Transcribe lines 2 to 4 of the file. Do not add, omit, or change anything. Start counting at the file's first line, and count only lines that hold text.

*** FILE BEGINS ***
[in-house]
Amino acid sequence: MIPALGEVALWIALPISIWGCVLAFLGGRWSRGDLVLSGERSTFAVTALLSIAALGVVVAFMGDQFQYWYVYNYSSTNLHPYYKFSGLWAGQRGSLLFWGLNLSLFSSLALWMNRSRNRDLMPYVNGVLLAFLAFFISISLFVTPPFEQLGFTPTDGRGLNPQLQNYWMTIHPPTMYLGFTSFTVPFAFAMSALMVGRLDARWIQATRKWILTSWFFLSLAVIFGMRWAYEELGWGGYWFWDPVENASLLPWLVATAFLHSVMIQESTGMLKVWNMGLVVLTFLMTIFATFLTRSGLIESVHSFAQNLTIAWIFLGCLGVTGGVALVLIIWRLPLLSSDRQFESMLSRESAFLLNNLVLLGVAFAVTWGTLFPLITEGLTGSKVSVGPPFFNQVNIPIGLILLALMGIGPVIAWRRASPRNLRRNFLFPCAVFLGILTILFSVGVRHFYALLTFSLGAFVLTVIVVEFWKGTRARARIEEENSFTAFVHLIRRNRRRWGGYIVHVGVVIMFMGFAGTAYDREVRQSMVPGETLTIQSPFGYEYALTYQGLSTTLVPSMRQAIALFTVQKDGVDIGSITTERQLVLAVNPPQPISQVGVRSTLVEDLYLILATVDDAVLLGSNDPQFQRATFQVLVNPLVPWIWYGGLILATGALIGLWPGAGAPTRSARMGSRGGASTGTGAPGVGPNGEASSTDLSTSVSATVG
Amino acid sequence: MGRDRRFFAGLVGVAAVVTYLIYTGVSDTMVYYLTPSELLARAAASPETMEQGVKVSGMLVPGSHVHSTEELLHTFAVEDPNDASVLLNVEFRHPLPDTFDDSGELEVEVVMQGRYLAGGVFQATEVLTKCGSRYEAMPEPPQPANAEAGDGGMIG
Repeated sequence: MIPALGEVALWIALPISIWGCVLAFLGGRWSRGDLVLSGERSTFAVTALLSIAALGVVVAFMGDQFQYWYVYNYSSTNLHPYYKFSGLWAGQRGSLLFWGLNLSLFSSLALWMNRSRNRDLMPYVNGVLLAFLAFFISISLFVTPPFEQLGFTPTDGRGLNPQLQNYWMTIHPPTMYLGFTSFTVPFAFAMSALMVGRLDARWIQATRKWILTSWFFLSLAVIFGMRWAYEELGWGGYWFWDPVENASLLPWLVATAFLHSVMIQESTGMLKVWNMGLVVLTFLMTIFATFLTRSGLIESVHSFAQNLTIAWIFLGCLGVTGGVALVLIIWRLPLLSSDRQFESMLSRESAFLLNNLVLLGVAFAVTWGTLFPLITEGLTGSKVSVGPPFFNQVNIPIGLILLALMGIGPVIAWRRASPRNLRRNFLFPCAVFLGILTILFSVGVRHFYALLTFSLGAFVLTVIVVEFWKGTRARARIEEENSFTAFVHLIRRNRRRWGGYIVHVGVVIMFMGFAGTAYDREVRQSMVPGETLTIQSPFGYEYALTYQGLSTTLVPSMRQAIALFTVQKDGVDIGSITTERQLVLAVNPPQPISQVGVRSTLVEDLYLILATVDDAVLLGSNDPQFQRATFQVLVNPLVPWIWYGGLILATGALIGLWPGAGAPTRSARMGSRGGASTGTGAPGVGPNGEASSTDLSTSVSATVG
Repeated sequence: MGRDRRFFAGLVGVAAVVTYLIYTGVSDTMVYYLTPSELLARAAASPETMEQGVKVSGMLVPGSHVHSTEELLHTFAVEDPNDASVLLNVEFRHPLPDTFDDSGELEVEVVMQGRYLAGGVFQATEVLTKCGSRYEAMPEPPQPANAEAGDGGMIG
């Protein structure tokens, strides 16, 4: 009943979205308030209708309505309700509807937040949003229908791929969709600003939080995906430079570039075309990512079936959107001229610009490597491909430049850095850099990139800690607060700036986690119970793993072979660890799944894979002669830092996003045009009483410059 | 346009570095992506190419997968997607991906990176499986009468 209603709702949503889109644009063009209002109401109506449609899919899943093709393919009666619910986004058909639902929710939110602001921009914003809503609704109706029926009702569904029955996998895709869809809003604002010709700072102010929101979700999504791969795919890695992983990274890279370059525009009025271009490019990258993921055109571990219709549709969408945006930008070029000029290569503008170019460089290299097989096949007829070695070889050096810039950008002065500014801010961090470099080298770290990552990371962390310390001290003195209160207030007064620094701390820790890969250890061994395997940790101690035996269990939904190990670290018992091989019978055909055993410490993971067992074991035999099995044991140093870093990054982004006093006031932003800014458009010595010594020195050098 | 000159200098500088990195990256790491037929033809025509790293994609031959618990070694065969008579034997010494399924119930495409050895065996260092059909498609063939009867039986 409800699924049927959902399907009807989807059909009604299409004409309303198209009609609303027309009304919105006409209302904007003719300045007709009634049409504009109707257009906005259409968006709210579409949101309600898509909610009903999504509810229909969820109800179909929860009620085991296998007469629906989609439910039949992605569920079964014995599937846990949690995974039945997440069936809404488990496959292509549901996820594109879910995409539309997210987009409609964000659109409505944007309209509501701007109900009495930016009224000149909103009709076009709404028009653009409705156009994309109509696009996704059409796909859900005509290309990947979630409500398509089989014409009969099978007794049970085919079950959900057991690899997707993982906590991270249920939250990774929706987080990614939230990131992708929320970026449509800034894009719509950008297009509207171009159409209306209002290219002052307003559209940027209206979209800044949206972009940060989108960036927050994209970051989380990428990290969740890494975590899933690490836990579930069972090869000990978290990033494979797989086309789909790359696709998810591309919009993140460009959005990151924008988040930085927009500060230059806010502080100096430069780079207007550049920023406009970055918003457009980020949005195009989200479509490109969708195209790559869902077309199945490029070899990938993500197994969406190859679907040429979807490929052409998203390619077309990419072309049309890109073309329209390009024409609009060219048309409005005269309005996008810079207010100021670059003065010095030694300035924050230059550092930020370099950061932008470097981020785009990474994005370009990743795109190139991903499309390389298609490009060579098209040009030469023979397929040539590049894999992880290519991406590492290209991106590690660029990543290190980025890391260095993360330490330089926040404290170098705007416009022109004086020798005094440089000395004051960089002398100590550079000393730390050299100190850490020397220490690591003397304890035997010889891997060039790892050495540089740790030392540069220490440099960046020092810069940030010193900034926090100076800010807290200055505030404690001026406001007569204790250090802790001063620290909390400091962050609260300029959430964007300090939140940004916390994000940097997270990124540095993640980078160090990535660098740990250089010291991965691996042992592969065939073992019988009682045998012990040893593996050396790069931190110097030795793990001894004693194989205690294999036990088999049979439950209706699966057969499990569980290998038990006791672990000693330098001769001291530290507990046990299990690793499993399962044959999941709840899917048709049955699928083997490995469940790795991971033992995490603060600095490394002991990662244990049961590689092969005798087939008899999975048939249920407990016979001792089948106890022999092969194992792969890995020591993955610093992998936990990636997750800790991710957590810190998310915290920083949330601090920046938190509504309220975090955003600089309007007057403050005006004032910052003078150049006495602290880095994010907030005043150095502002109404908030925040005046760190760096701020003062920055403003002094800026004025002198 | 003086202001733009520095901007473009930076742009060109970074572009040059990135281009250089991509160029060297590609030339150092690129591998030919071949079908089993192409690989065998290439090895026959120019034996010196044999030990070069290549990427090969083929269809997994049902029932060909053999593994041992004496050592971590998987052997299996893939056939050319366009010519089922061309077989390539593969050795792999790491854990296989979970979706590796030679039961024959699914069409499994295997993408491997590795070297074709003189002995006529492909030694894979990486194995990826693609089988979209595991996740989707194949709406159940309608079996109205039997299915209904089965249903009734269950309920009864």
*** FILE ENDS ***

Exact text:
Amino acid sequence: MIPALGEVALWIALPISIWGCVLAFLGGRWSRGDLVLSGERSTFAVTALLSIAALGVVVAFMGDQFQYWYVYNYSSTNLHPYYKFSGLWAGQRGSLLFWGLNLSLFSSLALWMNRSRNRDLMPYVNGVLLAFLAFFISISLFVTPPFEQLGFTPTDGRGLNPQLQNYWMTIHPPTMYLGFTSFTVPFAFAMSALMVGRLDARWIQATRKWILTSWFFLSLAVIFGMRWAYEELGWGGYWFWDPVENASLLPWLVATAFLHSVMIQESTGMLKVWNMGLVVLTFLMTIFATFLTRSGLIESVHSFAQNLTIAWIFLGCLGVTGGVALVLIIWRLPLLSSDRQFESMLSRESAFLLNNLVLLGVAFAVTWGTLFPLITEGLTGSKVSVGPPFFNQVNIPIGLILLALMGIGPVIAWRRASPRNLRRNFLFPCAVFLGILTILFSVGVRHFYALLTFSLGAFVLTVIVVEFWKGTRARARIEEENSFTAFVHLIRRNRRRWGGYIVHVGVVIMFMGFAGTAYDREVRQSMVPGETLTIQSPFGYEYALTYQGLSTTLVPSMRQAIALFTVQKDGVDIGSITTERQLVLAVNPPQPISQVGVRSTLVEDLYLILATVDDAVLLGSNDPQFQRATFQVLVNPLVPWIWYGGLILATGALIGLWPGAGAPTRSARMGSRGGASTGTGAPGVGPNGEASSTDLSTSVSATVG
Amino acid sequence: MGRDRRFFAGLVGVAAVVTYLIYTGVSDTMVYYLTPSELLARAAASPETMEQGVKVSGMLVPGSHVHSTEELLHTFAVEDPNDASVLLNVEFRHPLPDTFDDSGELEVEVVMQGRYLAGGVFQATEVLTKCGSRYEAMPEPPQPANAEAGDGGMIG
Repeated sequence: MIPALGEVALWIALPISIWGCVLAFLGGRWSRGDLVLSGERSTFAVTALLSIAALGVVVAFMGDQFQYWYVYNYSSTNLHPYYKFSGLWAGQRGSLLFWGLNLSLFSSLALWMNRSRNRDLMPYVNGVLLAFLAFFISISLFVTPPFEQLGFTPTDGRGLNPQLQNYWMTIHPPTMYLGFTSFTVPFAFAMSALMVGRLDARWIQATRKWILTSWFFLSLAVIFGMRWAYEELGWGGYWFWDPVENASLLPWLVATAFLHSVMIQESTGMLKVWNMGLVVLTFLMTIFATFLTRSGLIESVHSFAQNLTIAWIFLGCLGVTGGVALVLIIWRLPLLSSDRQFESMLSRESAFLLNNLVLLGVAFAVTWGTLFPLITEGLTGSKVSVGPPFFNQVNIPIGLILLALMGIGPVIAWRRASPRNLRRNFLFPCAVFLGILTILFSVGVRHFYALLTFSLGAFVLTVIVVEFWKGTRARARIEEENSFTAFVHLIRRNRRRWGGYIVHVGVVIMFMGFAGTAYDREVRQSMVPGETLTIQSPFGYEYALTYQGLSTTLVPSMRQAIALFTVQKDGVDIGSITTERQLVLAVNPPQPISQVGVRSTLVEDLYLILATVDDAVLLGSNDPQFQRATFQVLVNPLVPWIWYGGLILATGALIGLWPGAGAPTRSARMGSRGGASTGTGAPGVGPNGEASSTDLSTSVSATVG